Canada Day Bassin 2012

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With only 7 hours available to celebrate with rod and reel on Canada’s 145thBirthday, we headed across the lake not sure where we would begin to fish. With a lake the size of Simcoe, there are just so many options, yet so little time to try them.   My long-time friend and fellow Aurora Bassmaster Brian Ogden and I spent the first hour looking and casting ... casting and looking for the big beautiful smallmouth that we knew cruised the shallow flats.  Finally as we neared the point Brian hooked up. “There he is ... whoa,” as the three pounder cleared the air by at least three feet.

It didn’t take long before we both got into them and smallmouth after smallmouth cooperated nicely.  Although we tried several rigs, there was no doubt the drop shot out shone all others. There were several plastic baits that produced but the Strike Zone Slammers definitely had the fish’s attention that day. After we went thru the areas several times though, without hits, I switched to a short 4 inch Trigger X Flutter Worm in the baby bass color to nab a few more.

Productive Pattern ... details, details:

The smallmouth we were catching were in 70 degree F water.  Wind was from the east, northeast. The weather prior had been quite windy so there was a bit of color to the water, but still you could easily see bottom ten feet down.   Most of our fish though were in eight feet.  Bottom substrate consisted of light colored marl, with the occasional log and dark weed patches... mostly made up of sparse coontail.   Those dark patches amongst a rather featureless bottom were key. Simcoe’s smallies don’t like a ton of weeds like their largemouth cousins, but a little of the green stuff goes a long way to give them just enough security and ambush opportunity to hold up therein.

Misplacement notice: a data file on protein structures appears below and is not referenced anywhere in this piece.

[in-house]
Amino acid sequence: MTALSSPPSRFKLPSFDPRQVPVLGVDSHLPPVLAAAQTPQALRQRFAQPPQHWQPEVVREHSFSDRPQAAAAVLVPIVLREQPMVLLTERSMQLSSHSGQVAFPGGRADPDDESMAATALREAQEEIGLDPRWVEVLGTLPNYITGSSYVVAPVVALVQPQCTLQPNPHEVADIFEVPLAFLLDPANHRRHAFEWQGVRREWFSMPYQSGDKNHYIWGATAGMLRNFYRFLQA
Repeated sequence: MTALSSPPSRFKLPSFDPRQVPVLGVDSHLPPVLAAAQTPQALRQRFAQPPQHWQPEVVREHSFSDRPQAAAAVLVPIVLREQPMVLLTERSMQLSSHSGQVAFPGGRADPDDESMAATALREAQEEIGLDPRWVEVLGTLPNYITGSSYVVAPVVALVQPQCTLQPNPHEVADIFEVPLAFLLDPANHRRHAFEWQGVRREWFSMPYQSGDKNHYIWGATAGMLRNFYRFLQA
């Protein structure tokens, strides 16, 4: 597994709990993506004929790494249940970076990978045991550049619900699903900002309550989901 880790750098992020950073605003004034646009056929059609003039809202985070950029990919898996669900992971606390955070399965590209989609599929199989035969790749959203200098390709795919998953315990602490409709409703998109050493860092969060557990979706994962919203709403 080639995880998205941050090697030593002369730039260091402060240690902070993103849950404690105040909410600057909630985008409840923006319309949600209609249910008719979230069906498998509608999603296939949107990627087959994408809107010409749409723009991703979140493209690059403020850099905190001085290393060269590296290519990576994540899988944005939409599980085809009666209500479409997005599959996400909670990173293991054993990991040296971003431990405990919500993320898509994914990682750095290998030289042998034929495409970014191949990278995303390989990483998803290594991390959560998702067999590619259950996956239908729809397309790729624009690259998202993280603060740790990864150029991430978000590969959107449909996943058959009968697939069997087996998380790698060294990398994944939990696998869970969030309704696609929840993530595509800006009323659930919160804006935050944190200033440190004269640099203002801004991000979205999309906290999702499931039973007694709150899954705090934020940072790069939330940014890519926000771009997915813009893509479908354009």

Brian Ogden

Above, Brian Ogden with our first smallmouth bass of Canada Day 2012.

These particular smallmouth seemed not only to co-exist with the abundant yellow perch but a symbiotic relationship clearly existed.  The big perch and the bass were feeding on the round gobies ... and the larger bass also chowed down on the smaller perch. If you began catching perch, you’d get into the smallmouth nearby.  Long casts were critical most of the time to those isolated dark weed patches and it wouldn’t take long for a marauding smallmouth to venture over and inhale your plastic bait.

Although our primary target here was smallmouth, we couldn’t help but admire the nice sized yellow perch we were catching either.  Soon we began to keep some for dinner ... one here, one there and by before we knew it there were enough 10-11 inchers in my livewell for a good feed. As a quirky bonus, a big brown bullhead catfish also sucked in my dropshot ... so I tossed it in the well, just for kicks too. “I haven’t cleaned or eaten a catfish since I was a kid,” I told Brian. I’ve eaten them plenty of times though in restaurants- particularly in the southern US where they’re available all over the place.